New Delhi: With early intervention in the pre-diabetes stage, or even after onset of the disease, emerging as a critical factor in checking the growing scourge, it is important for people to recognise the factors and signs that indicate the condition.
Can a layman identify a person who is at risk by just looking at him? Being obese obviously puts one at risk but doctors say your neck could tell you a lot. According to Dr Anoop Misra, an expert on metabolic disorders, a double chin and heavy neck, a double layer of fat at the back of the neck and multiple skin tags over the neck are visual clues indicating a high risk for developing diabetes. “Such people should get their blood sugar, lipids and blood pressure checked,” said Dr Misra, who has authored a book, DiabetesWith Delight. He added the neck circumference is independent from other known indicators such as obesity, a sedentary lifestyle and family history.
According to Dr Misra, timely detection can help in halting the progression of pre-diabetes to diabetes. “Correct diet, physical activity, and sometimes drugs could help in reverting to a normal glucose status. Intensive diet and lifestyle modifications could reverse the blood sugar levels to normal,” he said.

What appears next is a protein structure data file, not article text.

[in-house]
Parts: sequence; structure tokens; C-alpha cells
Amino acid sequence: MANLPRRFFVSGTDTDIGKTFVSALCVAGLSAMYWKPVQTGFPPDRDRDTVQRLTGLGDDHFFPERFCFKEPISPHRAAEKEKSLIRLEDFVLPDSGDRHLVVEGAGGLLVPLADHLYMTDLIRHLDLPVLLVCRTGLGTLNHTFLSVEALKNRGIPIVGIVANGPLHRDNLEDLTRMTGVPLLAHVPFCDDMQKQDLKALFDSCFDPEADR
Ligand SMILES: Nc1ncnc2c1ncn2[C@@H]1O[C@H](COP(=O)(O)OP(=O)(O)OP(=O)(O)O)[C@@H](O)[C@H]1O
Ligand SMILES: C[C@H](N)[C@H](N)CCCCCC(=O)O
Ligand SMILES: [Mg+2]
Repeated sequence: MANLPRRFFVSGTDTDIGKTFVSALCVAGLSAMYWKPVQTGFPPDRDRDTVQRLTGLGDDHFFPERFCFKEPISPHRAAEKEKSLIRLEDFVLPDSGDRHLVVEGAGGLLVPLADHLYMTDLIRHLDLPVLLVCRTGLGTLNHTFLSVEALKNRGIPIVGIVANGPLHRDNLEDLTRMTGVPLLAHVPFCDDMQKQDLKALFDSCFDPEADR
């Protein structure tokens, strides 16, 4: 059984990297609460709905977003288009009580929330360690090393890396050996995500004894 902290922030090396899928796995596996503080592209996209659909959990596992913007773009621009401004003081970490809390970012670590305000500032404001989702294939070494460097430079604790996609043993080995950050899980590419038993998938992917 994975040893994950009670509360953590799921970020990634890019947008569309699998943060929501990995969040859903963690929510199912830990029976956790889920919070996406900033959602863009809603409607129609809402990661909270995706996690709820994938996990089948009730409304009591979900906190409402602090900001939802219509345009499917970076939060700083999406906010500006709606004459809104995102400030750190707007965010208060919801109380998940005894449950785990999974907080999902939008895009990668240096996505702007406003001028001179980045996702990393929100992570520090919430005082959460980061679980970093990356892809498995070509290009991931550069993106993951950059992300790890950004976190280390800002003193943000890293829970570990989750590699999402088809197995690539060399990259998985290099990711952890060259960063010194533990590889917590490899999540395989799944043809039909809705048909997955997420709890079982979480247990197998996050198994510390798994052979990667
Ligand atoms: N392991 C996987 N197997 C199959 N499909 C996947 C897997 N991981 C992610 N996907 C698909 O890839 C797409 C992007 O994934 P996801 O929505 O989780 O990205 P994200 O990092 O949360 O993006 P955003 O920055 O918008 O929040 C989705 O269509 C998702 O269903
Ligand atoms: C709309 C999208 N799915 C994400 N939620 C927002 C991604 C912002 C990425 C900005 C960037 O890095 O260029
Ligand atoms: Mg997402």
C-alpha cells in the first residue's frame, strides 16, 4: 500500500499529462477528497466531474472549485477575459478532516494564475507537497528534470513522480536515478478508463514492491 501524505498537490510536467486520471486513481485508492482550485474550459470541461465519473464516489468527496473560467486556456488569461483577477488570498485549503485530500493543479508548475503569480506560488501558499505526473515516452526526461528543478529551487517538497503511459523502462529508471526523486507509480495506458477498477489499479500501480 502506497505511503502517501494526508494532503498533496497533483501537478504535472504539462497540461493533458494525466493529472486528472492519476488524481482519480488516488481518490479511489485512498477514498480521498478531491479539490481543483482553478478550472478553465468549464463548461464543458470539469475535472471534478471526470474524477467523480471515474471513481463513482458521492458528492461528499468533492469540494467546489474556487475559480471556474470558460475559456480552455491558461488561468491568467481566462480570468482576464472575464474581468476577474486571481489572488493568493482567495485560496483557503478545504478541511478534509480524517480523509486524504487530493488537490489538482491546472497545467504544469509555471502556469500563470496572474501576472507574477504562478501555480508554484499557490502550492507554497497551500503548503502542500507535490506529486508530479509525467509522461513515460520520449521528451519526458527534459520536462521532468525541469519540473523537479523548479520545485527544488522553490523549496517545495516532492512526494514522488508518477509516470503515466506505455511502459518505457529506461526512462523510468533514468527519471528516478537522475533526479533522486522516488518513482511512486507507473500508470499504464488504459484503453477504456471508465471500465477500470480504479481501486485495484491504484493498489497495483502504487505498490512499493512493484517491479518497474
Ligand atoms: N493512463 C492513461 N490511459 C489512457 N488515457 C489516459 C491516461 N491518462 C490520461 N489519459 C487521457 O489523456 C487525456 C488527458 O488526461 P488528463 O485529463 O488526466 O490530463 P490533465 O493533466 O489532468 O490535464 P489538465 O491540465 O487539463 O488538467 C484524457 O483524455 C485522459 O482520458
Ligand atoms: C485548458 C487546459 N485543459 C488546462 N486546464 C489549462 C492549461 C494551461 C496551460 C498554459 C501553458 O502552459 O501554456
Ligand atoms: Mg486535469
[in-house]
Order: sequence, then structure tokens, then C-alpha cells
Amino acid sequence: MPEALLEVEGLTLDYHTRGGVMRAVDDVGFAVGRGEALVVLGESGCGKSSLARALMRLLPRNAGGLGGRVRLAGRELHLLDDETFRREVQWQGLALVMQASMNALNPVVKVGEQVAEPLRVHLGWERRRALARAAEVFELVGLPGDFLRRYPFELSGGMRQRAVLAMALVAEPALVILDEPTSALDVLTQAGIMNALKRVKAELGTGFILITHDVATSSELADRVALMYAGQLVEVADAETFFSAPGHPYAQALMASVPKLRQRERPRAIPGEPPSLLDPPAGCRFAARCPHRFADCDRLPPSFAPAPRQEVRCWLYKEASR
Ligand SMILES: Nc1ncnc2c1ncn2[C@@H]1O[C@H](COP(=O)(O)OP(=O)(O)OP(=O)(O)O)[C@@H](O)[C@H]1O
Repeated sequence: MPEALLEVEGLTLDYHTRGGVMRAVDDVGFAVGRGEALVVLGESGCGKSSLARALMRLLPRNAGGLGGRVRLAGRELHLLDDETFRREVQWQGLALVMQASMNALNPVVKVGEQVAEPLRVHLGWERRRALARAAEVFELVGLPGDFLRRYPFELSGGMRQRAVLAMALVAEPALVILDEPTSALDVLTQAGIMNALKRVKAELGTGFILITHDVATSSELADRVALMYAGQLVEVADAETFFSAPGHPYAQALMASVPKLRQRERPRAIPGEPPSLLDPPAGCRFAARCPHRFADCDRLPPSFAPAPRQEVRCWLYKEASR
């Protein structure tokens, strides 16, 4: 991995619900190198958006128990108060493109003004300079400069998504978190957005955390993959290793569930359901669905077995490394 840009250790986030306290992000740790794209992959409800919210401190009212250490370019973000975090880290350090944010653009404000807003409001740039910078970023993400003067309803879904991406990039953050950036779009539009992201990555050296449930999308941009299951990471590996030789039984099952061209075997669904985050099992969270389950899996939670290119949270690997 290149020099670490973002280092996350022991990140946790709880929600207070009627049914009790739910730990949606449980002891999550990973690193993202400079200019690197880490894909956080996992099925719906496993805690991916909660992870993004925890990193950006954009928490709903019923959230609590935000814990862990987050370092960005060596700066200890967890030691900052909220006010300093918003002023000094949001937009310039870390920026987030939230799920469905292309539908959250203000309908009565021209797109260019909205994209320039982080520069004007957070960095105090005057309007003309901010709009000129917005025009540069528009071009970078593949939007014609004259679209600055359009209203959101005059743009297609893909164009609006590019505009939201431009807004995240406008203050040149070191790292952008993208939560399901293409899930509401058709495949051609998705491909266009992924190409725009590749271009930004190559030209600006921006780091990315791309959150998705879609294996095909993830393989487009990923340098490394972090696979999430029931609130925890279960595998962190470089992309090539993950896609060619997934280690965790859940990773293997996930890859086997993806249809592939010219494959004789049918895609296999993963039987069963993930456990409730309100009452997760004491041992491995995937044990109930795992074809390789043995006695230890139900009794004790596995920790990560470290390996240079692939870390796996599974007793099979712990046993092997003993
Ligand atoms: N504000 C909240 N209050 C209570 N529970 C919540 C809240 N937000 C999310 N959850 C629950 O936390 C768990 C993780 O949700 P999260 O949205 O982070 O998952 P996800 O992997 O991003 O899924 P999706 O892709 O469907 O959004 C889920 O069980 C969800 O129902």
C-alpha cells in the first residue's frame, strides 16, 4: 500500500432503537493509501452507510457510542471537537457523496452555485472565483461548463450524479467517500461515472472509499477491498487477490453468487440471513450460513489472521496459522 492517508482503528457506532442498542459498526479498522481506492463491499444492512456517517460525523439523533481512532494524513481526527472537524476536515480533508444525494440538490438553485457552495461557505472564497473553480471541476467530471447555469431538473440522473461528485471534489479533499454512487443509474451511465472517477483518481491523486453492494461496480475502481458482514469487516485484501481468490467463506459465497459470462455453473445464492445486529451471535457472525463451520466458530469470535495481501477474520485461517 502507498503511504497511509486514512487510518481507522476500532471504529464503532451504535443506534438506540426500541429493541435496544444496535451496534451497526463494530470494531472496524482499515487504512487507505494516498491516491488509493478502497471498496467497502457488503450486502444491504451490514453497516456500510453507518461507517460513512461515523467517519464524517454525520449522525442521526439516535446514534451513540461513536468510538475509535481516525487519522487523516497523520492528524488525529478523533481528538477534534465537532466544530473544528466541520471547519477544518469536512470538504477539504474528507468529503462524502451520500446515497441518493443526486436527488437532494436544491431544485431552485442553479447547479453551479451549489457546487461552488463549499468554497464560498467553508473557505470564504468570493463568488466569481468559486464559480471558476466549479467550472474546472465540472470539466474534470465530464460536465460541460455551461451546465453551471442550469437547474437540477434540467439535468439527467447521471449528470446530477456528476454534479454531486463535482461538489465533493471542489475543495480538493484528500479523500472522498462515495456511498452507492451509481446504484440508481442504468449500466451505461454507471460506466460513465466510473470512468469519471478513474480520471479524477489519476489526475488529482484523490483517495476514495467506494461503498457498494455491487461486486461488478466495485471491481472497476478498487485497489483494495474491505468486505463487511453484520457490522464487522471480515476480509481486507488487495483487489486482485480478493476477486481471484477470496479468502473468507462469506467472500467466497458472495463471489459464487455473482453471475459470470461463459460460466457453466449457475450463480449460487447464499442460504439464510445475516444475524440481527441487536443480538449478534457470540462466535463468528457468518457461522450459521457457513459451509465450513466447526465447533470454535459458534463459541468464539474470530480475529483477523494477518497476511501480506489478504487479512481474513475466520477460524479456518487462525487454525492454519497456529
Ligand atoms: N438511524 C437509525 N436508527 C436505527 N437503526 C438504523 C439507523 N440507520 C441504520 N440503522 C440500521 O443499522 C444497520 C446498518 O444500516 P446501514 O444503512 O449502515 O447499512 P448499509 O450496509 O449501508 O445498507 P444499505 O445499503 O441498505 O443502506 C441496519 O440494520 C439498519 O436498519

Simply put, diabetes is a condition in which the body has trouble turning food into energy. All bodies break down digested food into a sugar called glucose, their main source of fuel. In a healthy person, the hormone, insulin, helps glucose enter the cells. But in a diabetic, the pancreas fails to produce enough insulin or the body does not use it properly. Cells starve while glucose builds up in the blood.
There are two predominant types of diabetes. In Type 1, the immune system destroys the cells in the pancreas that make insulin. In Type 2, which accounts for an estimated 90% to 95% of all cases, either the body’s cells are not sufficiently receptive to insulin or the pancreas makes too little of it, or both.
“Indians have a genetic predisposition to diabetes and nearly 75% of patients with Type 2 diabetes have a first-degree family history of diabetes,” Dr Misra explained.
A study by UK scientists, published recently in The Lancet, has showed diabetes can be reversed with radical weight loss. Similar trials are taking place in India also to fight the disease that affects more than 65 million people in the country. Nearly 8% of the population above 18 years has the condition. This figure, the doctors say, is expected to rise to 100 million by year 2030, second only to China.
Courtesy: Durgesh Nandan Jha, The Times of India